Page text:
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The St. Johnsbury Band – June 2012 Edition of History & Heritage

Welcome to this month’s edition of the History & Heritage Center. Our purpose is to acquaint you with our mission to preserve the town’s rich history, highlight the legacy of those who have gone before and show how our past has shaped our present. We are a non-profit with 501(c)(3) status.

We continue to wait on the progress of the armory in terms of mold and asbestos removal as we would like to have it as the Center’s home. More will follow on this subject soon. Please be sure to check out our web site, stjhistory.org for past articles, upcoming events and other information about the Center. Our phone number is 424-1090 and our office is located in the Summer Street School building.

The St. Johnsbury Band

St. Johnsbury Band, 1907


Resonating sounds of a band concert can be heard Monday nights in Courthouse Park during the summer in St. Johnsbury. Research tells us that we have a long history of such music as the Band was founded in 1830. Think of all the fifty states and the thousands of towns in our nation and then realize that we have the third oldest band in continuous service! Only the West Point Military Band of 1827 and the Allentown, Pennsylvania Band of 1829 are older. The name St. Johnsbury Band goes back to 1926; in the beginning it was known as the Brass Band and then followed the Cornet Band, followed in 1885 by the Serenade Band and becoming the St. Johnsbury Consolidated Band in 1912. The Consolidated Band was a result of the joining of two bands. Back in 1880 another band, known as the Harmony Band had formed, and the two bands had to borrow players from each other in order to continue, hence the merger.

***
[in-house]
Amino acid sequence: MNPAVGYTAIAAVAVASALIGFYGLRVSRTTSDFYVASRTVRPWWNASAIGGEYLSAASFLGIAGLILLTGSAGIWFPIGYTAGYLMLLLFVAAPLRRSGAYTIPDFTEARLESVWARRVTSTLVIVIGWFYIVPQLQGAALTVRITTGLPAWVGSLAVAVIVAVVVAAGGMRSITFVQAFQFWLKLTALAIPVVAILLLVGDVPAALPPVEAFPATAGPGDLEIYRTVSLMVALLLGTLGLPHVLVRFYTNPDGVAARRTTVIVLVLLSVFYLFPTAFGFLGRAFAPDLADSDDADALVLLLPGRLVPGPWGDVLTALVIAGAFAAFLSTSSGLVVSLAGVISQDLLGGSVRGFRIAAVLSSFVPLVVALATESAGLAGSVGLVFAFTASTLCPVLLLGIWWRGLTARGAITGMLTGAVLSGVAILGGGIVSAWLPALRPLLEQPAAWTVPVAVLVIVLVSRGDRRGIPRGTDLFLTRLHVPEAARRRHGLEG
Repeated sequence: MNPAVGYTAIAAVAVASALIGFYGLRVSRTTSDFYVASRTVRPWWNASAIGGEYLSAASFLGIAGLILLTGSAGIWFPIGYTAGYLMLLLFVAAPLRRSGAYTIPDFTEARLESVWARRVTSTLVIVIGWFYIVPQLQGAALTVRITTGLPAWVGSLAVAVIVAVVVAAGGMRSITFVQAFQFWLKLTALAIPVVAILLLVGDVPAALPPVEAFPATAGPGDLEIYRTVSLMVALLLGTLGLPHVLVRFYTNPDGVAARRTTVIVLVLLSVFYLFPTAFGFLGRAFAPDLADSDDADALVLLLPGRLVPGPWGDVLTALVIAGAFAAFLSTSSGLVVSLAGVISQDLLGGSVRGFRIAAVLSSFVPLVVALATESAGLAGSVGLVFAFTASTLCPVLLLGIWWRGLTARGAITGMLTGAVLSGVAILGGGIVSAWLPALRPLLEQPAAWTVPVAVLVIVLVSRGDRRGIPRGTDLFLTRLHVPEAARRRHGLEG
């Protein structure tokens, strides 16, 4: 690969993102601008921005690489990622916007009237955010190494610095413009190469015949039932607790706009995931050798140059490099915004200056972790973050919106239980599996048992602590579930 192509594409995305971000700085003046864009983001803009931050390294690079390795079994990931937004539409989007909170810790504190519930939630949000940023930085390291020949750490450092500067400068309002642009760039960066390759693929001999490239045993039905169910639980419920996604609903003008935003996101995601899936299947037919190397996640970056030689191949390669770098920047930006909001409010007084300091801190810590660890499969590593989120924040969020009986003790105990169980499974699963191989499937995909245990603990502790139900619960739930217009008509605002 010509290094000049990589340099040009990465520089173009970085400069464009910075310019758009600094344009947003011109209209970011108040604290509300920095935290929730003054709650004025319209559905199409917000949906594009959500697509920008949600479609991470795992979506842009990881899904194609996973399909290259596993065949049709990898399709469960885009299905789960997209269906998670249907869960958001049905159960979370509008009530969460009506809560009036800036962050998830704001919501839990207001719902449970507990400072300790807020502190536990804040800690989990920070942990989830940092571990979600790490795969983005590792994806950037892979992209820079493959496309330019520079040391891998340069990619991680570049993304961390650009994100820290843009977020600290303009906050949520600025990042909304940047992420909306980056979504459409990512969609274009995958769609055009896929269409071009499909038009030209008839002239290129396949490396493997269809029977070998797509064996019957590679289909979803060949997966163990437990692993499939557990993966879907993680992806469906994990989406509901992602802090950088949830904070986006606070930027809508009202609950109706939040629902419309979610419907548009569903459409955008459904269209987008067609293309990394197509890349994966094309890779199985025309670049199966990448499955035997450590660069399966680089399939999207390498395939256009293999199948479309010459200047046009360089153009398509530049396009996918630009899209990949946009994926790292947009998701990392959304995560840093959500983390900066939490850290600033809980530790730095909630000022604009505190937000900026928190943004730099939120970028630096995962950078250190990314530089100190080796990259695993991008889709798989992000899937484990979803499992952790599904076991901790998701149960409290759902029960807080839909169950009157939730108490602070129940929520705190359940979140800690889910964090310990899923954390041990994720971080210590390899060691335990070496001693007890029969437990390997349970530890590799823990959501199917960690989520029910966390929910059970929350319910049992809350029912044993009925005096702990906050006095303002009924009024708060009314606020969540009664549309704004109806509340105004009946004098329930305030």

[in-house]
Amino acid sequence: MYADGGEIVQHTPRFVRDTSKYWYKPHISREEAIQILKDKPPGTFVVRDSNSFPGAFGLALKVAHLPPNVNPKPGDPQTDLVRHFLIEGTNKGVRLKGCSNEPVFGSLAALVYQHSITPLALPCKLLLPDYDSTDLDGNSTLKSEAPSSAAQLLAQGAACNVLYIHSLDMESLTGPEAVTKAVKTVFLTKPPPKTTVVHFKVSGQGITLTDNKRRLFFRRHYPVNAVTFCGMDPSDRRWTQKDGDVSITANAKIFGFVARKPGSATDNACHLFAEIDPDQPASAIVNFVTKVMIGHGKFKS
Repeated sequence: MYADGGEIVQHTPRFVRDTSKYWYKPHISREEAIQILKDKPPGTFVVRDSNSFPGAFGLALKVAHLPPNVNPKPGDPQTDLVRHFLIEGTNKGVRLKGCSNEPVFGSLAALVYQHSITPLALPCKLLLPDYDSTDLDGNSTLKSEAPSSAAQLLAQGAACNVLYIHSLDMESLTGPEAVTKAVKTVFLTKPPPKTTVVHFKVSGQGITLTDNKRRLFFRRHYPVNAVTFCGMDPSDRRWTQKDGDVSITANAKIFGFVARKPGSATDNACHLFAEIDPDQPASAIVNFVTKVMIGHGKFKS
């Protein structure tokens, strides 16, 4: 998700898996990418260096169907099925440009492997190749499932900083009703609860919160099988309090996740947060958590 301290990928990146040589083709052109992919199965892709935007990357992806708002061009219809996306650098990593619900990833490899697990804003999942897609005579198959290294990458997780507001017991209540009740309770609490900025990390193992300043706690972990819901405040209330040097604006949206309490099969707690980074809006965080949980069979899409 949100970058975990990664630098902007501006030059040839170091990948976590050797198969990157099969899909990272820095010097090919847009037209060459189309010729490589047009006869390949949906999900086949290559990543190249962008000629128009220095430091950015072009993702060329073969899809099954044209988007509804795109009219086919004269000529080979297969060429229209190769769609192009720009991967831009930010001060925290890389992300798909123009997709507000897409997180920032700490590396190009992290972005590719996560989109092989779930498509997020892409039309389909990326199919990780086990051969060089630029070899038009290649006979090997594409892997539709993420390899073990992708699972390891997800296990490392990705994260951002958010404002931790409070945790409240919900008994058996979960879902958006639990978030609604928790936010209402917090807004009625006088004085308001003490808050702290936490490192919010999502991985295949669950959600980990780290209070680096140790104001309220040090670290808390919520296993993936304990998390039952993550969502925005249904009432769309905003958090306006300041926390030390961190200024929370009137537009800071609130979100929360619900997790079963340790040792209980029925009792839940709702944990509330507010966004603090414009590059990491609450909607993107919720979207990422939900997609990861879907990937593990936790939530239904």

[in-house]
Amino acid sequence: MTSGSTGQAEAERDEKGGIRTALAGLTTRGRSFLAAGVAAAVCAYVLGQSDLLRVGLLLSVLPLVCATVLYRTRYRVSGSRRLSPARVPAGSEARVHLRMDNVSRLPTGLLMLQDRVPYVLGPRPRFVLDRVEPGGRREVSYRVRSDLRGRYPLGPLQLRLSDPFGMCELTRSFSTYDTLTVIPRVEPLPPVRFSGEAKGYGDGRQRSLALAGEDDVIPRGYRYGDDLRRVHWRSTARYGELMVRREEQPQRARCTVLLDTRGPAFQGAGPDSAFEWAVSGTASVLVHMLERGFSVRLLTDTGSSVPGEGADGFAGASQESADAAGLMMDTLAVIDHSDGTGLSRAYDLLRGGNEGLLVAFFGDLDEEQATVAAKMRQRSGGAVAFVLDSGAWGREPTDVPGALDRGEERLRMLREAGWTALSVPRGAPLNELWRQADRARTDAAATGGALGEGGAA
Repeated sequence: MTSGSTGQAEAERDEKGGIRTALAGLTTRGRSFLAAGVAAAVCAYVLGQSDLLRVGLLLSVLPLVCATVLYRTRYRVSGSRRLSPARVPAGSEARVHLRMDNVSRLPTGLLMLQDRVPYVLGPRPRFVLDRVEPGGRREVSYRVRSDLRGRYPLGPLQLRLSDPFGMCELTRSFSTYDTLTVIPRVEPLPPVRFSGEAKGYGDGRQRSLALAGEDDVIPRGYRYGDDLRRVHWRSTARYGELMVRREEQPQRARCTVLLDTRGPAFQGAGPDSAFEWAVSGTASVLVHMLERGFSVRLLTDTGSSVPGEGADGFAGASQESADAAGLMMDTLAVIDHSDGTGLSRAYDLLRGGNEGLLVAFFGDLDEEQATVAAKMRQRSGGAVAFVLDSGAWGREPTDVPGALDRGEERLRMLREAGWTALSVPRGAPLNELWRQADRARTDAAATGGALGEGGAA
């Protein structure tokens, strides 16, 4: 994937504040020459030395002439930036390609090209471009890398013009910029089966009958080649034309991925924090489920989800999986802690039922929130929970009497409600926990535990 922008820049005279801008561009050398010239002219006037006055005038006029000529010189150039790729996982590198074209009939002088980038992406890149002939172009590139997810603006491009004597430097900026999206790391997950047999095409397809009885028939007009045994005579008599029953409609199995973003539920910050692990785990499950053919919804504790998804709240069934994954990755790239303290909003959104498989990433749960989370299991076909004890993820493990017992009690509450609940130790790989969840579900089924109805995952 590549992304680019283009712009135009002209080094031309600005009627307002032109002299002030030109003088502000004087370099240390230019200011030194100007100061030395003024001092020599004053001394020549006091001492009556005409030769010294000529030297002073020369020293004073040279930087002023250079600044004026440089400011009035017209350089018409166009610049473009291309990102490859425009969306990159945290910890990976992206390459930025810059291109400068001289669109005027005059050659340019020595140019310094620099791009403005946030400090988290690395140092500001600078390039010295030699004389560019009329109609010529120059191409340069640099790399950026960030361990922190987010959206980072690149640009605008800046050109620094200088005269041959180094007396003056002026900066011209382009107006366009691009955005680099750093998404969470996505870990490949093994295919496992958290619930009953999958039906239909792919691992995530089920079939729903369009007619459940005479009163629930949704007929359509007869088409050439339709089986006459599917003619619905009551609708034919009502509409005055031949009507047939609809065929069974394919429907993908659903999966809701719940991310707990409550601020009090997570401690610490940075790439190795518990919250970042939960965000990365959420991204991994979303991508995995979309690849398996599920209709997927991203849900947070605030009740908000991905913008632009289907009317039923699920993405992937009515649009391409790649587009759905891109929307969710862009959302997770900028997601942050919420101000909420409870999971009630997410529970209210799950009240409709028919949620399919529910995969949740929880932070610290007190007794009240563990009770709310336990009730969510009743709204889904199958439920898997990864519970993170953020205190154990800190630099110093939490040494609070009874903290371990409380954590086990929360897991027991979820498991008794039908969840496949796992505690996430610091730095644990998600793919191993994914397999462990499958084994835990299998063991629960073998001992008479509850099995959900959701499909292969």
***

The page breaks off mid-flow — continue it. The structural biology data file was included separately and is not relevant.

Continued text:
Equally interesting as the names are the locations where the band has played. The first bandstand was in Arnold Park, another was in Railroad Street Park, another was in Courthouse Park and yet others in St. Johnsbury Center and East St. Johnsbury. The Railroad Street bandstand was torn down in 1951 and the one in Courthouse Park was torn down in 1952. According to an article in the Caledonian in July of 1957 regarding the history of the band, in February of 1956, band members Arthur Ayer, Orin Jones and Elmer Willey appeared at the Village budget meeting and told the meeting that they needed a home and if no home was forth coming then there would be no St. Johnsbury Band! As you can guess, the request was placed in the warning and voted favorably at the March meeting. During the time that it lacked a bandstand, the band played one season at Brantview, two seasons on the trade school grounds (St. Johnsbury School now) and one season on the walk at Courthouse Park.

Band Stand, St. Johnsbury Center


Until 1943, this was an all-male band but World War II took twenty-two of its members. The director called on the St. Johnsbury Academy Band to fill those empty seats and twelve girls filled in. Since then, women have been an integral part of the band.

The band has played for one president and one former president. President Benjamin Harrison was escorted in a parade to Colonel Franklin Fairbanks’s Underclyffe home in 1891. In 1912, former president Theodore Roosevelt was in the audience of a concert at the courthouse.

Not nearly enough stories of the bands and their members can be found to fill my curiosity. I did find comments about a couple of fires that may have destroyed music, records and equipment, one of those being the Academy’s North Hall and the other the Caldbeck block fire. As the country celebrates the 150th Anniversary of the Civil War, it is worth mention of William Henry Herrick who was a former director of the band. He enlisted as a private in the regimental band with the Third Vermont Regiment in June of 1861 and served until August of 1862 when the bands were disbanded by an act of Congress. He kept a diary of the band’s duties throughout his time and then returned to St. Johnsbury to his work at the Fairbanks Scale Plant. He was an active member of the band and the North Church choir.

No living generation in St. Johnsbury has grown up without knowing, hearing, seeing or playing in the St. Johnsbury Band. They have played at fairs, troops going to war as well as coming home, events celebrating the Town’s history, parades, concerts, etc.  Drawing on my earliest memories, I remember Arthur Ayer, Orin Jones (who I thought was ancient), Elmer Willey, Ron Reed and Ted French marching as well as playing in the bandstand. I remember horns honking after a piece had been played and people eating popcorn. The band is an institution and a foundation block of St. Johnbury’s history. Join them on Monday nights as they provide music and relaxation in Courthouse Park.

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